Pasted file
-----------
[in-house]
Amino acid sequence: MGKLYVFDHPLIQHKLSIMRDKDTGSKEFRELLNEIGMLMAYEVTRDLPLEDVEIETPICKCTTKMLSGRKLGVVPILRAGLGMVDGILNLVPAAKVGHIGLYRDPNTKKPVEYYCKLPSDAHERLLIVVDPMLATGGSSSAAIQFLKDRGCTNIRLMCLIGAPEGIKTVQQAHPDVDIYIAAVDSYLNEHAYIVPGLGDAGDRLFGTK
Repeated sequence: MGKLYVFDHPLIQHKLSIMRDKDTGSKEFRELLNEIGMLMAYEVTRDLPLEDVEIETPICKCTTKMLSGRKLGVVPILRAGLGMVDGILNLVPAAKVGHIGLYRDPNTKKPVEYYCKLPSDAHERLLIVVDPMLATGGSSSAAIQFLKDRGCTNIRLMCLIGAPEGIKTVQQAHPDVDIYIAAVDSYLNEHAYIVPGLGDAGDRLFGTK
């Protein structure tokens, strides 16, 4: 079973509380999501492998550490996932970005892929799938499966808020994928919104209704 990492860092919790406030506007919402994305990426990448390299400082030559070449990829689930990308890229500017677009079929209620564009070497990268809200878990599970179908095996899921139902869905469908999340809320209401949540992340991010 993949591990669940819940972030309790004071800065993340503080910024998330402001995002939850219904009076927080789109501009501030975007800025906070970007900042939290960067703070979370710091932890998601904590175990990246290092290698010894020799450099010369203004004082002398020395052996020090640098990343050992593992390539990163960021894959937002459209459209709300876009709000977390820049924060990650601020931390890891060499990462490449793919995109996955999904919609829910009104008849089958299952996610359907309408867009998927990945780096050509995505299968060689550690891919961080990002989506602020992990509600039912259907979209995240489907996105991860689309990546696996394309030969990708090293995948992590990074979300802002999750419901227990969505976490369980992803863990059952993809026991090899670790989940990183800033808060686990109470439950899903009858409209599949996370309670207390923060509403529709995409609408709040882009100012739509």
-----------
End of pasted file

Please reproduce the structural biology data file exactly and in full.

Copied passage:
[in-house]
Amino acid sequence: MGKLYVFDHPLIQHKLSIMRDKDTGSKEFRELLNEIGMLMAYEVTRDLPLEDVEIETPICKCTTKMLSGRKLGVVPILRAGLGMVDGILNLVPAAKVGHIGLYRDPNTKKPVEYYCKLPSDAHERLLIVVDPMLATGGSSSAAIQFLKDRGCTNIRLMCLIGAPEGIKTVQQAHPDVDIYIAAVDSYLNEHAYIVPGLGDAGDRLFGTK
Repeated sequence: MGKLYVFDHPLIQHKLSIMRDKDTGSKEFRELLNEIGMLMAYEVTRDLPLEDVEIETPICKCTTKMLSGRKLGVVPILRAGLGMVDGILNLVPAAKVGHIGLYRDPNTKKPVEYYCKLPSDAHERLLIVVDPMLATGGSSSAAIQFLKDRGCTNIRLMCLIGAPEGIKTVQQAHPDVDIYIAAVDSYLNEHAYIVPGLGDAGDRLFGTK
């Protein structure tokens, strides 16, 4: 079973509380999501492998550490996932970005892929799938499966808020994928919104209704 990492860092919790406030506007919402994305990426990448390299400082030559070449990829689930990308890229500017677009079929209620564009070497990268809200878990599970179908095996899921139902869905469908999340809320209401949540992340991010 993949591990669940819940972030309790004071800065993340503080910024998330402001995002939850219904009076927080789109501009501030975007800025906070970007900042939290960067703070979370710091932890998601904590175990990246290092290698010894020799450099010369203004004082002398020395052996020090640098990343050992593992390539990163960021894959937002459209459209709300876009709000977390820049924060990650601020931390890891060499990462490449793919995109996955999904919609829910009104008849089958299952996610359907309408867009998927990945780096050509995505299968060689550690891919961080990002989506602020992990509600039912259907979209995240489907996105991860689309990546696996394309030969990708090293995948992590990074979300802002999750419901227990969505976490369980992803863990059952993809026991090899670790989940990183800033808060686990109470439950899903009858409209599949996370309670207390923060509403529709995409609408709040882009100012739509």